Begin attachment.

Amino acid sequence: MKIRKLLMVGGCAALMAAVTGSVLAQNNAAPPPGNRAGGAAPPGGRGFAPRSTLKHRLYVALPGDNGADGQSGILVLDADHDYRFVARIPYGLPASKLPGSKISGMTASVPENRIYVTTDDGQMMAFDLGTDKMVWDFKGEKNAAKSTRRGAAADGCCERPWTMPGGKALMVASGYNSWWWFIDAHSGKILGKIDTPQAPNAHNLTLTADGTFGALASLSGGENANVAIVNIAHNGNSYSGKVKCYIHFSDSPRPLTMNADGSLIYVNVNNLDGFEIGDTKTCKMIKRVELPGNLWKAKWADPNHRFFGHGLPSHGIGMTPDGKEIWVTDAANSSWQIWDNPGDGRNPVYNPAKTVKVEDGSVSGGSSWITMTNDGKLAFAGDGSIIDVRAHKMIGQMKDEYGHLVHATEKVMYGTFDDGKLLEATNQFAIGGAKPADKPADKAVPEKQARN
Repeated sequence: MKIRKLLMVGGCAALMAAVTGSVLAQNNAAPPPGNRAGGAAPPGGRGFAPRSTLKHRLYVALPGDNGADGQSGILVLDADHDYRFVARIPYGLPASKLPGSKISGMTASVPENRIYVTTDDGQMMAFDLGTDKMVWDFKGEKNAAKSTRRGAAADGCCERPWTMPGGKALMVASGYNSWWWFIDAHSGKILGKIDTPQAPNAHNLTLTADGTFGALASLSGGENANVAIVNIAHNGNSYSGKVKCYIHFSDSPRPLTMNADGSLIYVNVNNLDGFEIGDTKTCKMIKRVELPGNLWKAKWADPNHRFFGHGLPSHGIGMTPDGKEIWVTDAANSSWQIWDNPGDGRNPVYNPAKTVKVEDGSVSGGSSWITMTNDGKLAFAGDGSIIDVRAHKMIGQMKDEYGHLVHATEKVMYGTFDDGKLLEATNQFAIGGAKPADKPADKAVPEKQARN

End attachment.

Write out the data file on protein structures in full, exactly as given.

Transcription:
Amino acid sequence: MKIRKLLMVGGCAALMAAVTGSVLAQNNAAPPPGNRAGGAAPPGGRGFAPRSTLKHRLYVALPGDNGADGQSGILVLDADHDYRFVARIPYGLPASKLPGSKISGMTASVPENRIYVTTDDGQMMAFDLGTDKMVWDFKGEKNAAKSTRRGAAADGCCERPWTMPGGKALMVASGYNSWWWFIDAHSGKILGKIDTPQAPNAHNLTLTADGTFGALASLSGGENANVAIVNIAHNGNSYSGKVKCYIHFSDSPRPLTMNADGSLIYVNVNNLDGFEIGDTKTCKMIKRVELPGNLWKAKWADPNHRFFGHGLPSHGIGMTPDGKEIWVTDAANSSWQIWDNPGDGRNPVYNPAKTVKVEDGSVSGGSSWITMTNDGKLAFAGDGSIIDVRAHKMIGQMKDEYGHLVHATEKVMYGTFDDGKLLEATNQFAIGGAKPADKPADKAVPEKQARN
Repeated sequence: MKIRKLLMVGGCAALMAAVTGSVLAQNNAAPPPGNRAGGAAPPGGRGFAPRSTLKHRLYVALPGDNGADGQSGILVLDADHDYRFVARIPYGLPASKLPGSKISGMTASVPENRIYVTTDDGQMMAFDLGTDKMVWDFKGEKNAAKSTRRGAAADGCCERPWTMPGGKALMVASGYNSWWWFIDAHSGKILGKIDTPQAPNAHNLTLTADGTFGALASLSGGENANVAIVNIAHNGNSYSGKVKCYIHFSDSPRPLTMNADGSLIYVNVNNLDGFEIGDTKTCKMIKRVELPGNLWKAKWADPNHRFFGHGLPSHGIGMTPDGKEIWVTDAANSSWQIWDNPGDGRNPVYNPAKTVKVEDGSVSGGSSWITMTNDGKLAFAGDGSIIDVRAHKMIGQMKDEYGHLVHATEKVMYGTFDDGKLLEATNQFAIGGAKPADKPADKAVPEKQARN